NMR Relaxation of Surface-Functionalized Fe3O4 Nanoparticles
- Chunxiao Zhu (Schlumberger) | Saebom Ko (Rice University) | Hugh Daigle (University of Texas at Austin) | Boyang Zhang (University of Texas at Austin)
- Document ID
- Society of Petrophysicists and Well-Log Analysts
- Publication Date
- June 2018
- Document Type
- Journal Paper
- 407 - 417
- 2018. Society of Petrophysicists & Well Log Analysts
- 2 in the last 30 days
- 78 since 2007
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Application of nanoparticles in the subsurface typically requires the use of surface coatings to maintain stability in dispersion and to provide particular functionality. However, the presence of surface coatings may hinder or mask properties of the bare nanoparticle cores, which may be a concern in nuclear magnetic resonance (NMR) applications. In this study, we used different amounts of 3-aminopropyltriethoxysilane (APTES) coating on Fe3O4 magnetic nanoparticles (A-MNPs). We measured the longitudinal relaxation time (T1) values of those A-MNPs suspensions, and computed and compared the surface relaxivities of A-MNPs with different amounts of APTES coating. Our results showed that when the mass percentage of APTES coating increased from 1.60 to 4.22 wt%, the A-MNPs’ surface relaxivity decreased by 26.1%. To determine the surface relaxation mechanism(s), we also used various volume fractions of D2O to dilute A-MNP dispersions to two concentrations: 0.01 and 0.002 g/L Fe. In the final mixtures, the volume fractions of D2O were fixed as 0-, 30-, 50-, and 70-vol%. The NMR measurements indicated that, at relatively high Fe concentration (0.01 g/L), electron-proton interaction dominates surface relaxation, and the hydrogen atoms in the APTES did not significantly alter the surface relaxation mechanism of the nanoparticles. At a lower Fe concentration (0.002 g/L), proton-proton relaxation, due to the APTES, also played a role in the overall relaxation mechanism on nanoparticle surfaces. A-MNPs with more APTES coating showed lower apparent surface relaxivities with higher D2O volume fractions in the mixture, indicating a greater amount of proton-proton relaxation on the nanoparticle surfaces.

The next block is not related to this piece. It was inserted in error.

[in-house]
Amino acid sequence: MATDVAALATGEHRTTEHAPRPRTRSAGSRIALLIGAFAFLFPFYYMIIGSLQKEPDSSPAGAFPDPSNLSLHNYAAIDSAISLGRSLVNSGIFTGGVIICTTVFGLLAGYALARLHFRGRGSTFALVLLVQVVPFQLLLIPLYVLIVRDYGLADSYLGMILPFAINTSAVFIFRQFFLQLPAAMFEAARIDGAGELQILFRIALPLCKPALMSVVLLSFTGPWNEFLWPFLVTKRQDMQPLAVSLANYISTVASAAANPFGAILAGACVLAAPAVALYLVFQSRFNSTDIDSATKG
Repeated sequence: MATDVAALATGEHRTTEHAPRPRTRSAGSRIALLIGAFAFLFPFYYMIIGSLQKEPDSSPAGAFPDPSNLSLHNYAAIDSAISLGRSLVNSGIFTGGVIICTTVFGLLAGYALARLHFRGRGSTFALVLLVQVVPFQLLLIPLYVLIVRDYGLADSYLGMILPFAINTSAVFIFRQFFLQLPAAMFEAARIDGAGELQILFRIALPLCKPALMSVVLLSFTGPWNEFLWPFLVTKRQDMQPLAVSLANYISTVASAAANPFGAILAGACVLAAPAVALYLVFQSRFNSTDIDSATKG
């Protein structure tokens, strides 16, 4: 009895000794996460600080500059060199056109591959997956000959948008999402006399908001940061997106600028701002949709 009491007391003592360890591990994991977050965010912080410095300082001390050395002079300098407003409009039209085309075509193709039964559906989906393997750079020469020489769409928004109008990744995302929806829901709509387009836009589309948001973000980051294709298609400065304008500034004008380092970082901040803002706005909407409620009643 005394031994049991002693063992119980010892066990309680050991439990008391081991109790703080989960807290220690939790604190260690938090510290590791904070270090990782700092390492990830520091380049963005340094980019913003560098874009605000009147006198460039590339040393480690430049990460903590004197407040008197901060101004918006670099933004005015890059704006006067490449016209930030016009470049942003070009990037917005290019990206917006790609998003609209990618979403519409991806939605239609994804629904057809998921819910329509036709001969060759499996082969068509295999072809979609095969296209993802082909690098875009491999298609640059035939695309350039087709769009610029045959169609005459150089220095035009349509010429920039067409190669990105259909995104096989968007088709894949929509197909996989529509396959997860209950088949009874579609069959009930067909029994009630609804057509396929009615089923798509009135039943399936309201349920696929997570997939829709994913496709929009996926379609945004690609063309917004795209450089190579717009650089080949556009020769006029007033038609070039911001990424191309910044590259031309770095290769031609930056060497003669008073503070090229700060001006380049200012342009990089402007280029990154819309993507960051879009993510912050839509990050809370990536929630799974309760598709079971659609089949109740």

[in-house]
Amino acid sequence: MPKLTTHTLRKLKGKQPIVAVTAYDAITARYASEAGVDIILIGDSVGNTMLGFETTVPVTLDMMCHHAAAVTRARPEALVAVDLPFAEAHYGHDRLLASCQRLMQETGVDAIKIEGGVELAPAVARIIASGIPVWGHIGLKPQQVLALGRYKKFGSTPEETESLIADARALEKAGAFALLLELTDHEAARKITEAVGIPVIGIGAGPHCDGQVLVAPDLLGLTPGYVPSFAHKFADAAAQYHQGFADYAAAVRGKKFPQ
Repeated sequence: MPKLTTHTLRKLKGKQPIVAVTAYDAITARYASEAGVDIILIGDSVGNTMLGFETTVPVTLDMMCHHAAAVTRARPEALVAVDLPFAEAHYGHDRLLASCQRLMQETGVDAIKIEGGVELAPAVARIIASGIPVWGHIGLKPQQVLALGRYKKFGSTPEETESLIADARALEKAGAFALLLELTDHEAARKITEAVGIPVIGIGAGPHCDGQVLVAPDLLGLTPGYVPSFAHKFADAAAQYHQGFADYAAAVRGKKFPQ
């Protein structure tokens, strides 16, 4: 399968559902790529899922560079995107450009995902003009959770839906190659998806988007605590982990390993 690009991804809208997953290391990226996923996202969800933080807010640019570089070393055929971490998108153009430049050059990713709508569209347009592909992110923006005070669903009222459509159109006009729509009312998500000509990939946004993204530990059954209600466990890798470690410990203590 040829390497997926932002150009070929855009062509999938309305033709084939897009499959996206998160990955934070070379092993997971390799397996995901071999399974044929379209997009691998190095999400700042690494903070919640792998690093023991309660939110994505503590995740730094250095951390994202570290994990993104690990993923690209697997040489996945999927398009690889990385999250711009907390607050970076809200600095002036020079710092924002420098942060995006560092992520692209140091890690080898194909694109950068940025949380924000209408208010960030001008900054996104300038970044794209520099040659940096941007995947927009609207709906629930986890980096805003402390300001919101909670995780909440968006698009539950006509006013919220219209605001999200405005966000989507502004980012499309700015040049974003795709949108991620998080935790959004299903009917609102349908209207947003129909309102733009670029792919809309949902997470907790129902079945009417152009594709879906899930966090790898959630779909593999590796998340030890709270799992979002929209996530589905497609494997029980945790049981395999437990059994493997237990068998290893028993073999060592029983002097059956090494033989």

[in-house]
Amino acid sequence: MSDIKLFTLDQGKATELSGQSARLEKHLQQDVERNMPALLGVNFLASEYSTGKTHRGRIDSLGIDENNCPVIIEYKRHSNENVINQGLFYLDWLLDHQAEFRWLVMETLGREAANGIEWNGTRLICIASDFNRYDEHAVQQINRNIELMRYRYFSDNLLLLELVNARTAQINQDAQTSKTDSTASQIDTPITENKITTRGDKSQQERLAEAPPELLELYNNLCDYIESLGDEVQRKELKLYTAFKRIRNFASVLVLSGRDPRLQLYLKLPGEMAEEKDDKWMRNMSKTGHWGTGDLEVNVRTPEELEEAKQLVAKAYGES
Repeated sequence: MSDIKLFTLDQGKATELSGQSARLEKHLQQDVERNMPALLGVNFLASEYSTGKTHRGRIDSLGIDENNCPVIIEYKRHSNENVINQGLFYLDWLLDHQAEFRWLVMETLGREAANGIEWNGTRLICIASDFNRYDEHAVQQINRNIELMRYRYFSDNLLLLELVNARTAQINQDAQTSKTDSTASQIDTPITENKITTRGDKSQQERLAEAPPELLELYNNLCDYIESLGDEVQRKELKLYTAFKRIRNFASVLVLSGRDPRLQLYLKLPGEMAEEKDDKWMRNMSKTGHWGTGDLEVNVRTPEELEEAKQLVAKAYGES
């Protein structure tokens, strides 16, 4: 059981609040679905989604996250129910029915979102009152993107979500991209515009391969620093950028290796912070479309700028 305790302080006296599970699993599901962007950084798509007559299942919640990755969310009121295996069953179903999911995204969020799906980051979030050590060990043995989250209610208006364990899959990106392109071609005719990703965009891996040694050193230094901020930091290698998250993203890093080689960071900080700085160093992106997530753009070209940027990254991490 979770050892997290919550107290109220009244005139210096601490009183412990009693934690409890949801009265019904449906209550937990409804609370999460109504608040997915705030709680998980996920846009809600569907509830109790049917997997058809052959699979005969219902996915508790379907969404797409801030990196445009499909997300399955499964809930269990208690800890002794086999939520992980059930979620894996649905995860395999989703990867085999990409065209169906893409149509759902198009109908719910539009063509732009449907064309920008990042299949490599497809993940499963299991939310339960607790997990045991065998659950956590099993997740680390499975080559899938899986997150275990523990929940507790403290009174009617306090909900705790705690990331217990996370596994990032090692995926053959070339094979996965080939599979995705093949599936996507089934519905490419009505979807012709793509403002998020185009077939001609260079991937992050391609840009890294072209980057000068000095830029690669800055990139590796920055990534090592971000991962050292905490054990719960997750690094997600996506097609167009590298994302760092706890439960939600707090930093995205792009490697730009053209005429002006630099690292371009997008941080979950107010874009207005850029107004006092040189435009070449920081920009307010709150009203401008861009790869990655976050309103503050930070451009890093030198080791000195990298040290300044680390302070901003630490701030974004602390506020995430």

With superior magnetic properties, nanoscale dimensions and nontoxic characteristics, iron oxide nanoparticles are of high interest in nanoscience and nanotechnology. As superparamagnetic nanoparticles (MNPs), Fe3O4 nanoparticles have been widely applied in biomedical areas, such as targeted drug delivery (Chertok et al., 2008), tissue repair (Jordan et al., 2001) and magnetic resonance imaging (MRI) techniques (Babes et al., 1999).
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